As yet unknown to me, Earl Thompson had also developed a similar theory of a competitive money supply, except that in Earl’s model bank money was convertible into a real asset, gold.  The theoretical difference between Ben’s model and Earl’s model was that Earl argued that only through convertibility into a real asset could a private bank make its money valuable while Ben held that, even without a convertibility commitment, a bank could invest in brand name capital by incurring sunk costs that would be forfeited should it later depreciate its money. 

So there the argument stood until the spring quarter of my second year as a graduate student, when I took Armen Alchian’s seminar in applied price theory.  The seminar involved Armen discussing some current event or issue in the news or some problem for a journal article, working the problem out with us by applying the logic of economic theory.  I have never seen another economist who, using only chalk and a blackboard and elementary economic theory, could provide such a deep and empirically meaningful analysis of any problem that he put his mind to.  One of the papers that we discussed in Armen’s seminar was Ronald Coase’s paper “Durability and Monopoly” which had just been, or was about to be, published in the Journal of Law and Economics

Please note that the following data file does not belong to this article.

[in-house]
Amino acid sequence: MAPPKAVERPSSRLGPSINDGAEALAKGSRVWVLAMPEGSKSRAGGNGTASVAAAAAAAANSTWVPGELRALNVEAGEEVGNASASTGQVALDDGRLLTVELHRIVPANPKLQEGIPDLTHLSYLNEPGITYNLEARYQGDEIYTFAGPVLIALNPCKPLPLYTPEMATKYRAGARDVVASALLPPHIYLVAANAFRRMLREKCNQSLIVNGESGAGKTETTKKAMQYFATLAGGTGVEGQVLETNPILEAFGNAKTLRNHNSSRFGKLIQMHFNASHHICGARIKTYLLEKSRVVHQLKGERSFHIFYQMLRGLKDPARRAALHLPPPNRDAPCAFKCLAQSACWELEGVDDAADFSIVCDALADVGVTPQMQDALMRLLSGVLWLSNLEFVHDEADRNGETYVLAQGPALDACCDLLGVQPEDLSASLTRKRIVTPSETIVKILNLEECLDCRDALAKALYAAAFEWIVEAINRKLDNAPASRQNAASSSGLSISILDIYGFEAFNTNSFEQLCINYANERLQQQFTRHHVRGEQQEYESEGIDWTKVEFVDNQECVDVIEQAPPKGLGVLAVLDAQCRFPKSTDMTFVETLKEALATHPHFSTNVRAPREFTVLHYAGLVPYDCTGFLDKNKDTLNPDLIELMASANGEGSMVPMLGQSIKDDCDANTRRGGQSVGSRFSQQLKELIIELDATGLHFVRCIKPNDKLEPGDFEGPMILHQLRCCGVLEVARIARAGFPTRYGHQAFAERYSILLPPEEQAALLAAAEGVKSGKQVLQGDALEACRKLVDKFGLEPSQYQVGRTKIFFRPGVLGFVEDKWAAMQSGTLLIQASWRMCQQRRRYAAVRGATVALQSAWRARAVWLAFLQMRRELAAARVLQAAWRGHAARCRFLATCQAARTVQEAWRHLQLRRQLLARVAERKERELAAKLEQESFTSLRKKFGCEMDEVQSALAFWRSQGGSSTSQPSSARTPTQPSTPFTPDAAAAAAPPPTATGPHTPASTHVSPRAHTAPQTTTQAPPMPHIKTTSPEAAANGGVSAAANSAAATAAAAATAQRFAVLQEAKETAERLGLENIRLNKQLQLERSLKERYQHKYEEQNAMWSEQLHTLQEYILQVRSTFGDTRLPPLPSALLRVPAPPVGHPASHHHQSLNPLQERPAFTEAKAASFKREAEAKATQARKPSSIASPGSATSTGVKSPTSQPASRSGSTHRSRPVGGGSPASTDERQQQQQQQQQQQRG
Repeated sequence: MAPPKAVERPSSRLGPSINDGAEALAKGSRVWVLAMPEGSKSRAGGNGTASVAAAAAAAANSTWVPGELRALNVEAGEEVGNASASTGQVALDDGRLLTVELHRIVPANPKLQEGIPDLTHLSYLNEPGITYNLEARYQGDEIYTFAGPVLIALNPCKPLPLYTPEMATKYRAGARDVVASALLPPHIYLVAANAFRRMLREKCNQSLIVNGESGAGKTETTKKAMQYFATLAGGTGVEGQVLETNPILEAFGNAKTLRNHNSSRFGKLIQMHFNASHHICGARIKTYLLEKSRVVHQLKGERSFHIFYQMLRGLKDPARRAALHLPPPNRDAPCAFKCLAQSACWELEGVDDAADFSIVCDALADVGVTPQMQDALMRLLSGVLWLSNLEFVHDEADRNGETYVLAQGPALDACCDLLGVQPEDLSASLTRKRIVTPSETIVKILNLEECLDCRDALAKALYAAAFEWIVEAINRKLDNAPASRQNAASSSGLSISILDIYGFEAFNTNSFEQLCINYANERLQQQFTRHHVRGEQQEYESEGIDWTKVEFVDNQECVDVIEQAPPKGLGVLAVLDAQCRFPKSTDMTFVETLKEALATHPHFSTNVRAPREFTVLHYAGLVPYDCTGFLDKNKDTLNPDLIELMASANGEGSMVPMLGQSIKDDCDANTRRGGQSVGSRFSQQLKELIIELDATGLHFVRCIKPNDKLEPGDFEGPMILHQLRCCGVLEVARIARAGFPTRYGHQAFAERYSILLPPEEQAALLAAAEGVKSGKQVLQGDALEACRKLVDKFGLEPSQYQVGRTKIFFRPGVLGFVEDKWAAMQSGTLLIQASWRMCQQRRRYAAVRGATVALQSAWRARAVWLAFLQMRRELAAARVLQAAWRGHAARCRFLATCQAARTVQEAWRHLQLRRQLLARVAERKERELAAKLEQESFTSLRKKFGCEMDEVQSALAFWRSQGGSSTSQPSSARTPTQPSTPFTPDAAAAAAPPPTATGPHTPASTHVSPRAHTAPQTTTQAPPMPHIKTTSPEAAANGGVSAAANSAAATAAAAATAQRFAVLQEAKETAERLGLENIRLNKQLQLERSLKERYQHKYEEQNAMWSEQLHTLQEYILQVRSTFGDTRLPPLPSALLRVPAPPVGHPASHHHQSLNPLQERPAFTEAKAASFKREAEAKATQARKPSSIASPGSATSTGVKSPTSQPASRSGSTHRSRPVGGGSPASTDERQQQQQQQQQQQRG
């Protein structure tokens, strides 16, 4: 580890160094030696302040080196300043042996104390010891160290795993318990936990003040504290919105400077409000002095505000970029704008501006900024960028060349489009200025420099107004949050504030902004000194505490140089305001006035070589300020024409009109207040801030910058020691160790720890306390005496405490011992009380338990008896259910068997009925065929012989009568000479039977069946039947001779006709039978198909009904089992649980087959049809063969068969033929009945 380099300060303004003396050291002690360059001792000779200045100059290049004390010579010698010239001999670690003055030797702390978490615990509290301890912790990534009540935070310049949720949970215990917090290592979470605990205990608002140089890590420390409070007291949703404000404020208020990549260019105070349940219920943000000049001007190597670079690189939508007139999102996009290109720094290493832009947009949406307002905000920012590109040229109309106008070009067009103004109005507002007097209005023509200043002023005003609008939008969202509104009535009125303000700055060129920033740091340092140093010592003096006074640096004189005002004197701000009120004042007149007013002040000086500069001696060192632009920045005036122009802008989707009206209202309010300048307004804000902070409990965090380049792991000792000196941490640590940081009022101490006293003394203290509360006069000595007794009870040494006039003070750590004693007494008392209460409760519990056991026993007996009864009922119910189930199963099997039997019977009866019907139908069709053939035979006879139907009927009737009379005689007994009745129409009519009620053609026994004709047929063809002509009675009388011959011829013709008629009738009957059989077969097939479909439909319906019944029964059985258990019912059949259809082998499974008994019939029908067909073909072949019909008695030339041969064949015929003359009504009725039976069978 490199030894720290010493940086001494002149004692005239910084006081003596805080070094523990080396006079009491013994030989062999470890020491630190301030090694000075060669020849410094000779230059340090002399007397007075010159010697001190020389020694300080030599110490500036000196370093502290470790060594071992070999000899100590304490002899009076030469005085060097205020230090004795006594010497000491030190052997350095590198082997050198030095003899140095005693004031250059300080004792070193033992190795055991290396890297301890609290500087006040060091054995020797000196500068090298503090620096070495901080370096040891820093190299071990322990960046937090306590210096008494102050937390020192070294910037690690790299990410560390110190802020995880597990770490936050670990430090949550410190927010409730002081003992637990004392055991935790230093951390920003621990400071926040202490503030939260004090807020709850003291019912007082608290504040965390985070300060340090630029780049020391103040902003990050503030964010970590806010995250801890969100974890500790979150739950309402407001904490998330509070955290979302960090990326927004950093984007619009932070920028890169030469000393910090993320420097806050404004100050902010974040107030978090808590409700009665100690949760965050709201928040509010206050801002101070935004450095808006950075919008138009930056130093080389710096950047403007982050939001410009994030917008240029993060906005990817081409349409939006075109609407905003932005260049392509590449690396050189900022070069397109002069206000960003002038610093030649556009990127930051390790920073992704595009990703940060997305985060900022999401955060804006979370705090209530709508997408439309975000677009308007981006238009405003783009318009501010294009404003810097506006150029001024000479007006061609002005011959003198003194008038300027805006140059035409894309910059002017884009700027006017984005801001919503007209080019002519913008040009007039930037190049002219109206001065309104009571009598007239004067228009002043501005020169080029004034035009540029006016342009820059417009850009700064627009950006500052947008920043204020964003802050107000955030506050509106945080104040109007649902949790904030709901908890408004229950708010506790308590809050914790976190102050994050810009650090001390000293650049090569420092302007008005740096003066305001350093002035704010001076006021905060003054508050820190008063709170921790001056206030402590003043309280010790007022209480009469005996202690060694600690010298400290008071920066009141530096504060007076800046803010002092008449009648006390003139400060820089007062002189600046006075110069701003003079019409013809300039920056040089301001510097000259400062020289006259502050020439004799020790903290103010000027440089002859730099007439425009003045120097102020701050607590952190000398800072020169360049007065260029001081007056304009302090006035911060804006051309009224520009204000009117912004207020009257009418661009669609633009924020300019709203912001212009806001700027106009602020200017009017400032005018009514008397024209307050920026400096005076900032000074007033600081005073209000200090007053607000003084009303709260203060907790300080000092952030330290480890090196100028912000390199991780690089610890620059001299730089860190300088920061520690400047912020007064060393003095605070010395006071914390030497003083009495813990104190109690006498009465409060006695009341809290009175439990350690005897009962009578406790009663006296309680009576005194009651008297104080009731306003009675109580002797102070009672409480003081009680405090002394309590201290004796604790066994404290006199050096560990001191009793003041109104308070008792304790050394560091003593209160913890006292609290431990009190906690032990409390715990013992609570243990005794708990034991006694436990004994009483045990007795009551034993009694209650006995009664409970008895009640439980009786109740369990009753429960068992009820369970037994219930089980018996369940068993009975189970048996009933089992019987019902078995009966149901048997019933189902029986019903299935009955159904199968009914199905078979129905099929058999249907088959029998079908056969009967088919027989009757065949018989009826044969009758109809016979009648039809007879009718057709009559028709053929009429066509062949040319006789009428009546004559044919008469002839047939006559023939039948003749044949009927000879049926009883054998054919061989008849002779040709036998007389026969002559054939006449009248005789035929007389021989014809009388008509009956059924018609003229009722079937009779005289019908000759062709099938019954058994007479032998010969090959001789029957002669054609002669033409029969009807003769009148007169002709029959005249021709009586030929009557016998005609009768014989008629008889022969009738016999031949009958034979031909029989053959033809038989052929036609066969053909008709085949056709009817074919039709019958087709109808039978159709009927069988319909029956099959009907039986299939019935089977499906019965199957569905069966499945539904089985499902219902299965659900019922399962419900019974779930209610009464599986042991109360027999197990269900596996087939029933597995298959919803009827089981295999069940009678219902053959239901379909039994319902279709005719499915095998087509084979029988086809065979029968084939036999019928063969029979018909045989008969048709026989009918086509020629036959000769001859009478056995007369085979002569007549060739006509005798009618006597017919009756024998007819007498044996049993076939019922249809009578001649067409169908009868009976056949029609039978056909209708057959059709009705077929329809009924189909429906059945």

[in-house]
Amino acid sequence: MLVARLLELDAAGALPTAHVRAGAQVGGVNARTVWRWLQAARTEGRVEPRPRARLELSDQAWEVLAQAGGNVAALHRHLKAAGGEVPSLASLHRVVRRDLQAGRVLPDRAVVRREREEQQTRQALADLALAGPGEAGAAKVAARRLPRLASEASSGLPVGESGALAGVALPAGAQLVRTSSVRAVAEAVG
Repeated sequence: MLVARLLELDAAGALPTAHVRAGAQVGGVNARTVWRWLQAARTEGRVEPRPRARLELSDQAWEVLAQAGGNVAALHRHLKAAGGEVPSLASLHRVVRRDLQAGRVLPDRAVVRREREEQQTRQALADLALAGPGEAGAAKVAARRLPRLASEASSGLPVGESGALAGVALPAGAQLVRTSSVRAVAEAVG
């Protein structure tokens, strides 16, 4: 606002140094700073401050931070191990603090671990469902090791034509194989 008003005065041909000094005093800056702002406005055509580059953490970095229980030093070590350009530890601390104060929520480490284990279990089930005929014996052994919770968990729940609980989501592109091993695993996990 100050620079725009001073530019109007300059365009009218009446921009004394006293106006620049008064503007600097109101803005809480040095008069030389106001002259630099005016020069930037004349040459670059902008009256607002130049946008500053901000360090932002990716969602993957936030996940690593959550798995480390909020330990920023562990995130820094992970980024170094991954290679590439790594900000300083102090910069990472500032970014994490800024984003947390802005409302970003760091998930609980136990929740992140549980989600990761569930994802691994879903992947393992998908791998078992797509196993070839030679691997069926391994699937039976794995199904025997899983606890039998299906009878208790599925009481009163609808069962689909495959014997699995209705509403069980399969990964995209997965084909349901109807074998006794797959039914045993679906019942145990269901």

Coase posited a monopolist over a durable good, and asked the question: what price can the monopolist charge for the good.  The surprising answer that Coase arrived at was:  the competitive price.  And the reason was that if the monopolist tried to set the price any higher, then no one would buy the good, because each prospective purchaser would assume that after selling as much as he could sell at the monopoly price, the monopolist would then try to sell additional units of the good at a lower price inasmuch as the incremental sales at that price would still exceed the incremental cost.  And after selling as much as he could at the lower price, the monopolist would have an incentive to cut price yet again to sell additional units, selling the last unit at a price equal to marginal cost.  Anticipating that the monopolist would eventually sell at a price equal to marginal cost, no purchaser would be willing to pay more than marginal cost in the first place.  After going through that argument, Coase then reasoned that to avoid having to sell at a price equal to marginal cost, the monopolist could offer either to rent rather than sell the durable good, or, alternatively, could offer to sell the durable good with a buy-back option if the price were reduced below the initial selling price.  Either way, a renter or a purchaser would be protected against a capital loss on his purchase in case of opportunistic sales by the monopolist.